Niche ecommerce companies should focus on their value proposition. Fellow contributor Pamela Hazelton provides excellent advice on the subject in “Value Propositions Increase Interest and Sales.” I will add one point to her article: The value proposition should address a sustainable competitive advantage that the company will have over competitors — current or future.

Once the company defines it, the value proposition should be measured. Data from Google Analytics can be enlightening. It may confirm that the company’s customers align with the value proposition, but it may also identify reasons to adjust strategy.

Example Value Proposition

Here is a real example. When I started my company, Greek Internet Market, my partners and I assumed we would target mostly Greek Americans who were interested in purchasing Greek food items online because they could not find the products locally or they preferred the convenience of ecommerce.

Thus our original target market was primarily Greek Americans and, secondarily, all Americans who enjoyed Greek food.

Our original value proposition emphasized customer service:

Outstanding communication through the entire shopping experience and focus on building lifetime relationships with our customers.

We based our value proposition on our knowledge that sellers of Greek food were notorious for providing poor customer service and were not willing to change their ways. However, soon after we started selling online, we began measuring our assumptions and made two big discoveries.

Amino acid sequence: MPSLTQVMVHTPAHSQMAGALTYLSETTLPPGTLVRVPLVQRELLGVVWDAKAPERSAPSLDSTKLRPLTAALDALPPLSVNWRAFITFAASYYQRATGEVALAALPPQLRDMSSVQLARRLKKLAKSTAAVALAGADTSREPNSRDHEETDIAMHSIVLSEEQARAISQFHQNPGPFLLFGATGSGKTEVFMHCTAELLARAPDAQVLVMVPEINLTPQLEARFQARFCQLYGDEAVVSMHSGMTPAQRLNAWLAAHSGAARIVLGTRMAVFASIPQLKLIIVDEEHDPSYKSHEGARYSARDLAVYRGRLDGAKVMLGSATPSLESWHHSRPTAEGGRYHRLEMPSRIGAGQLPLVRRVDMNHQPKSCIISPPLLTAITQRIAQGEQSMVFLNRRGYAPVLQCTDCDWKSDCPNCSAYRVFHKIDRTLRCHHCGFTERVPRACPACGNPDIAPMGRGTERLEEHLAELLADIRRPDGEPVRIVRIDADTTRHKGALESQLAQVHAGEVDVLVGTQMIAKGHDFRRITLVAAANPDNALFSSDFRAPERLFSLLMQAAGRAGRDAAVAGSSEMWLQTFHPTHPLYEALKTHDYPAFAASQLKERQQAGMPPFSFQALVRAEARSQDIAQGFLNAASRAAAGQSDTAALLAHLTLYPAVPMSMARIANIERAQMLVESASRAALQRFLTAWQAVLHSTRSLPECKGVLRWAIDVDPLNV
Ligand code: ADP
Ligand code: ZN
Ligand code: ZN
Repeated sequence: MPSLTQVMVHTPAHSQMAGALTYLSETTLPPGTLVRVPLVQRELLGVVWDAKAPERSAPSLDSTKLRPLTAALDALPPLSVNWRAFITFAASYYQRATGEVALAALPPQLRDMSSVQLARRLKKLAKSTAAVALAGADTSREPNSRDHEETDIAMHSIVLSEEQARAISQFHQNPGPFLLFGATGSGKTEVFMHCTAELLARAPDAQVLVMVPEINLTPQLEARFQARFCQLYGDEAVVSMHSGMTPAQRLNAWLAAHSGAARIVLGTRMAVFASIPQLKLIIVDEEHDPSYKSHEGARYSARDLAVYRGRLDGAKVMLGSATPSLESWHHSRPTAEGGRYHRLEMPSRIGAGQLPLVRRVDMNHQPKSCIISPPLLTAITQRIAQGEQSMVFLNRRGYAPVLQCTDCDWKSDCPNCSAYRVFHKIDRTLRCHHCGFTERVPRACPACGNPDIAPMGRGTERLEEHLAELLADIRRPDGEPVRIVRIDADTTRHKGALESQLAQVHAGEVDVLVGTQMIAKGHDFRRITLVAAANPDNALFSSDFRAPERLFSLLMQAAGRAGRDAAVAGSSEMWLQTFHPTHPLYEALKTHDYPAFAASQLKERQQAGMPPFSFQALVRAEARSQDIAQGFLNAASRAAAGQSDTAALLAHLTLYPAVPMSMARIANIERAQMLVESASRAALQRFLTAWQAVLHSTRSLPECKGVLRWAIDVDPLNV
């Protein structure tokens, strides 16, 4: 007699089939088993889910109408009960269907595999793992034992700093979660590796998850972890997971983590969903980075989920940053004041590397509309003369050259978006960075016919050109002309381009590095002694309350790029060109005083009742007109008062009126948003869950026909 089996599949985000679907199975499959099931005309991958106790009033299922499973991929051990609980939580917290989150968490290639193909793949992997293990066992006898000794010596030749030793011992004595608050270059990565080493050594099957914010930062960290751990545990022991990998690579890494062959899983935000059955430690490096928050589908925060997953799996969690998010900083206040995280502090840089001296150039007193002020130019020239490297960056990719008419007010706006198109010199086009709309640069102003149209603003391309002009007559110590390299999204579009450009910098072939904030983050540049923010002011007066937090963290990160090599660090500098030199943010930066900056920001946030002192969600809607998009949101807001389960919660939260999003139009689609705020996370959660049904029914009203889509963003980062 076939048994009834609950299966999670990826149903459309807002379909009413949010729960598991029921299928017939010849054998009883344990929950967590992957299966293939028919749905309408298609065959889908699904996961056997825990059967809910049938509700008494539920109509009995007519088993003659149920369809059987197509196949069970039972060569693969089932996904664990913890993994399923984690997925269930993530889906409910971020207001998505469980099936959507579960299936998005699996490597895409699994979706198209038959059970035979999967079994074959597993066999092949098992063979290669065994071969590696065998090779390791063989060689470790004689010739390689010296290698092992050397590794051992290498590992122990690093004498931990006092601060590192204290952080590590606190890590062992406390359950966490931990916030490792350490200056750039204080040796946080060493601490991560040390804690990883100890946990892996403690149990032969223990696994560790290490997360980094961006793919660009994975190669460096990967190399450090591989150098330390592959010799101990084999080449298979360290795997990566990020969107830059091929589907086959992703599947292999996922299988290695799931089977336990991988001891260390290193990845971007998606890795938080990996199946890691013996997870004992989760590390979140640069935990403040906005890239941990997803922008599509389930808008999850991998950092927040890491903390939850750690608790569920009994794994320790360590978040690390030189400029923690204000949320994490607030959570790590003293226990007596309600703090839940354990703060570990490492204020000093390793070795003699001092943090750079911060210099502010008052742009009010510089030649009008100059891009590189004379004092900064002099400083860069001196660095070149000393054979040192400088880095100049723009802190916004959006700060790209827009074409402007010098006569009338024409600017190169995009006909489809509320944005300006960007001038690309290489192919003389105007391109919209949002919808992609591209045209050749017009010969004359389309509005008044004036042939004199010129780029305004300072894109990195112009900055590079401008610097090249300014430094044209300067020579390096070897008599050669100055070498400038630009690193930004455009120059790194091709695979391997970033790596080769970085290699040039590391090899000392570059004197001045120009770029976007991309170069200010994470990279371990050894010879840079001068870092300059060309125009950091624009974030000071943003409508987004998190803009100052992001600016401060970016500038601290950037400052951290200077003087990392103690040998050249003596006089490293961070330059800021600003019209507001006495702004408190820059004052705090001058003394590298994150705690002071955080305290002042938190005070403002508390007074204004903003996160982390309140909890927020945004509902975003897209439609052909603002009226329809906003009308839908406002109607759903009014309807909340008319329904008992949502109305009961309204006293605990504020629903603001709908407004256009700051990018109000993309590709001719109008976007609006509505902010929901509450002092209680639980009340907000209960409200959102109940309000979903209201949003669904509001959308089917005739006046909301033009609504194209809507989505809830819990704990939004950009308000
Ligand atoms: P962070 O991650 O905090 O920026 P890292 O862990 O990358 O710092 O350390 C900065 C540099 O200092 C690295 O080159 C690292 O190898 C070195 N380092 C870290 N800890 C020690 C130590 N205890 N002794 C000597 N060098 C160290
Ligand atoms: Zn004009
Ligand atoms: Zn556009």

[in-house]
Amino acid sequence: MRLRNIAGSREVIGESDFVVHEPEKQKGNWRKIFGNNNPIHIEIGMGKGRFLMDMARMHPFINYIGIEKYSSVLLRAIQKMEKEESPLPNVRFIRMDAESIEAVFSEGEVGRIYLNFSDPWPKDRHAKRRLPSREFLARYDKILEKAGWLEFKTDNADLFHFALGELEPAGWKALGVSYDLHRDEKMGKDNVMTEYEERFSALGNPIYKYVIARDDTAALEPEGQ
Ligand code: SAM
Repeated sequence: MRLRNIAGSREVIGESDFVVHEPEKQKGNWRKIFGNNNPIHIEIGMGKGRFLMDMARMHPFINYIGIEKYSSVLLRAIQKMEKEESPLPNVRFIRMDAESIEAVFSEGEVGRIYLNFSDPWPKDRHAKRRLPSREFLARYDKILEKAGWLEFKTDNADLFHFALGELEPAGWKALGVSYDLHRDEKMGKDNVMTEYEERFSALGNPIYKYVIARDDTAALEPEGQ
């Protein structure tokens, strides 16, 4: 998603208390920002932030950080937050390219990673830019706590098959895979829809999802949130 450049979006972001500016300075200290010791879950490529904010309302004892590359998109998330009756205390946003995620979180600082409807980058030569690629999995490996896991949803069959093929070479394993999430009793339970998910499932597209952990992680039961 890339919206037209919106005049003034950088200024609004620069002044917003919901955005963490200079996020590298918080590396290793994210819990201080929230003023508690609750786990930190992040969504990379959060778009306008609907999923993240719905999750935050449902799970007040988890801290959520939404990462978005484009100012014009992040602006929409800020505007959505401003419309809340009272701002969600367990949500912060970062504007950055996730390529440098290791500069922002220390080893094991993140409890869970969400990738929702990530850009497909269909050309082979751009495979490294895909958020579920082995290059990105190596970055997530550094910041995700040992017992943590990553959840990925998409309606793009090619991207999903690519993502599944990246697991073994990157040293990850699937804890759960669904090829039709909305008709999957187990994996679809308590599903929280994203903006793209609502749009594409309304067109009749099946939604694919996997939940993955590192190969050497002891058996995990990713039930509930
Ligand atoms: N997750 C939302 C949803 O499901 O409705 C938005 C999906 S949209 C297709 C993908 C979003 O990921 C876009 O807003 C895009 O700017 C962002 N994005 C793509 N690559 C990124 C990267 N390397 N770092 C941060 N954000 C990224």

• Roughly half of our customers were non-Greek. We measured this informally by reviewing customer names from orders — not in Google Analytics. (We could have added a survey during checkout asking if the customer was Greek or not, and imported the data into Google Analytics.)
  • Our customers were mostly urban. We did not see a higher proportion of orders coming from rural places that would not have Greek groceries available. We obtained this data in Google Analytics using the City report, at Audience > Geo > Location and select “City” as the primary dimension.
Google Analytics was able to report most sales coming from cities, not rural areas.
Most sales came from customers in cities, not rural areas, as reported by Google Analytics.

Click image to enlarge.

We also used sales data to identify repeat customers to determine if our customer-focused approach was working. This data did not come from Google Analytics at the time because it didn’t have this capability.

However, we can now report repeat customer behavior by creating an Advanced Segment — click the link, then save to your View in Google Analytics — and running the report at Conversions > Ecommerce > Overview.

Reporting repeat customer revenue in Google Analytics.
In Google Analytics, Conversions > Ecommerce > Overview reports repeat customer revenue. Click image to enlarge.

We learned that a very small percentage of sales came from repeat customers. That was not promising! One of our assumptions was that outstanding customer service…